In this installment of CNET's Show Us Yours, we give you a peek into Ivan's pad. He's an artist, record company owner and an audiophile with a deep love of music.
The Audiophiliac goes deep into the music with the Pro-Ject Classic SB turntable.
Old and new characters meet in a galaxy far, far away, and some hit the mark better than others. CNET staffers from around the globe have their say, and that includes big spoilers!
With films like "Wonder Woman", "Thor: Ragnarok" and "Last Jedi" lighting up 2017, this year's sequels and reboots may've been better than the originals.
It's called 3200 Phaethon. It's as big as a small town. And it's flying by your place this weekend.
Despite the FCC's repeal of Obama-era regulations, the fight to preserve net protections has only just begun, says the Democrat from Hawaii.
Eric and Matt could not be more earnest in their quest to feed the world.
These two fresh-faced LA boys founded Local Roots four years ago. Their first purchases were broken-down, 40-foot shipping containers—this is apparently easy to do, since it is cheaper for shipping companies to just churn out new ones rather than fix broken ones. Local Roots then upcycles them into modular, shippable, customizable farms, each of which can grow as much produce as five acres of farmland. The idea is to supplement, not supplant, outdoor agriculture. And Ars got a look at one of these "farms" when it was set up in New York City recently.
Every aspect of the TerraFarm, as the repurposed shipping containers have been dubbed, has been designed and optimized. The gently pulsing LED lights are purplish—apparently, that’s what lettuce likes—and the solution in which the plants are grown is clean and clear. The "farm" is bright and vibrant, and it smells great in there.
With less than 9 days until Christmas, some better-than-Black Friday deals are still available.
The California Department of Public Health officially issued a guidance Friday on how to reduce exposure to radio-frequency energy released by cell phones—despite a lack of solid scientific data suggesting that such exposure poses any harm.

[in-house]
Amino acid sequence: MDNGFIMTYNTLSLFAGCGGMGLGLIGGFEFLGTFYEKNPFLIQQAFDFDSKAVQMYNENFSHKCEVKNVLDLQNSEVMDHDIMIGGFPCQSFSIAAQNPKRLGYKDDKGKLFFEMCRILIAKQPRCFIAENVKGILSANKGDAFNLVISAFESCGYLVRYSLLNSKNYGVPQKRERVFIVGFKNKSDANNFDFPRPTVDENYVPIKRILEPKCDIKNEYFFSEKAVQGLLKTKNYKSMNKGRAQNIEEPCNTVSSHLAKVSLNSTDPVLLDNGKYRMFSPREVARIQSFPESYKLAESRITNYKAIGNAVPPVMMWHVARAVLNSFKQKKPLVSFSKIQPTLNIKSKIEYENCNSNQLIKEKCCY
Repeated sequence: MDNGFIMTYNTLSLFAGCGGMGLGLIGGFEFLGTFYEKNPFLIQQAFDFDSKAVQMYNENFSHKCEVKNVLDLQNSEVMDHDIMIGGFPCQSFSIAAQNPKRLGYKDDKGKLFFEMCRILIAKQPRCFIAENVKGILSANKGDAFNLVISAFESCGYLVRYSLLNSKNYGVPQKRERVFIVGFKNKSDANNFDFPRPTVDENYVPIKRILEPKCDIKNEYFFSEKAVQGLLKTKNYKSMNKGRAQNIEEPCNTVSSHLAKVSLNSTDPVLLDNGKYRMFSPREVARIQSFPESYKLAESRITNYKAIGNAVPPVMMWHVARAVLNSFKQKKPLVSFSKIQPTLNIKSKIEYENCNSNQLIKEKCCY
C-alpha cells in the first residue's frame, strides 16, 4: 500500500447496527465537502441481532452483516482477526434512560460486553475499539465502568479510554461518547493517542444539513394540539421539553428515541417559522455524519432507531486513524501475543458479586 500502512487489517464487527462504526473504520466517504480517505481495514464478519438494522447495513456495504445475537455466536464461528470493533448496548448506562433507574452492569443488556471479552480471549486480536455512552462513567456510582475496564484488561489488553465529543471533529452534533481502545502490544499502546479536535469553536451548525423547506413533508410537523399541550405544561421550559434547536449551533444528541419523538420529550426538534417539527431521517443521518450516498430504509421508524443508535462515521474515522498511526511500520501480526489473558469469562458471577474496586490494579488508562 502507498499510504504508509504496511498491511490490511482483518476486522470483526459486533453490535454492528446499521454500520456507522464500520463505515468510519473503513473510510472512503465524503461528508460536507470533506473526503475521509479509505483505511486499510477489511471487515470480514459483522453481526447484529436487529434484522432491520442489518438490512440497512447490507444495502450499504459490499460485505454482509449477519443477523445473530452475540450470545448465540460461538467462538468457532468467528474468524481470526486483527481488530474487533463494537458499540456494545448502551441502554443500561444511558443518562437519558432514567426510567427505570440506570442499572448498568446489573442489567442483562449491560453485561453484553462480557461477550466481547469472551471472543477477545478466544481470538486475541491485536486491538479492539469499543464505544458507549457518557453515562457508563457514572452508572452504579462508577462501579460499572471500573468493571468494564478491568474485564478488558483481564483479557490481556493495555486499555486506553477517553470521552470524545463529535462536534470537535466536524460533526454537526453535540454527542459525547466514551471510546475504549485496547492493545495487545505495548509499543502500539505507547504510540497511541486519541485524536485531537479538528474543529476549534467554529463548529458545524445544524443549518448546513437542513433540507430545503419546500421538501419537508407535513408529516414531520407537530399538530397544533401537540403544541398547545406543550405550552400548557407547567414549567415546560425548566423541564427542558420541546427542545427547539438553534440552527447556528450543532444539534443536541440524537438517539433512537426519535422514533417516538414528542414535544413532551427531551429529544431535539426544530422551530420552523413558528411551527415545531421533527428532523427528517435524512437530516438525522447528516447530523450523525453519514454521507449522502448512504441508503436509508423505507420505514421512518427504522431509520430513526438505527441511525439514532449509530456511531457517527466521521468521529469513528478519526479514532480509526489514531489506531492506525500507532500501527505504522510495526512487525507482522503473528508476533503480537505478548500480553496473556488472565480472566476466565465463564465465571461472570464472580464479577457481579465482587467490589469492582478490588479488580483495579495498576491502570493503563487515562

The guidance follows the Department’s legal defeat earlier this year surrounding the release of such a guidance.
In 2014, public health researcher Joel Moskowitz of the University of California, Berkeley, sued the department after it refused to release the guidance to him. The Department said at the time that its guidance was merely an unapproved, incomplete draft that was not ready for public release and could needlessly raise alarm. In a statement to the San Francisco Chronicle at the time, the Department further explained that it had shelved the guidance years ago in accordance with the latest stance from the Centers for Disease Control and Prevention. At the time—and to this day—the CDC says that there is no definitive data on the subject and that “more research is needed before we know if using cell phones causes health effects.”
It’s been a rough holiday season for video game loot boxes. The increasingly common in-game microtransactions (usually just a few dollars each) offer a small chance at ultra-rare upgrades, cosmetic tweaks, and a much larger chance at being packed with common junk. Games like Forza Motorsport 7, Need for Speed Payback, and, of course, Star Wars Battlefront 2 are receiving a slew of critical and user ire for the way they push randomized sets of in-game items on players.
While plenty of gamers are fed up with the practice, one gamer who happens to be a Hawaiian state legislator is trying to do something about it.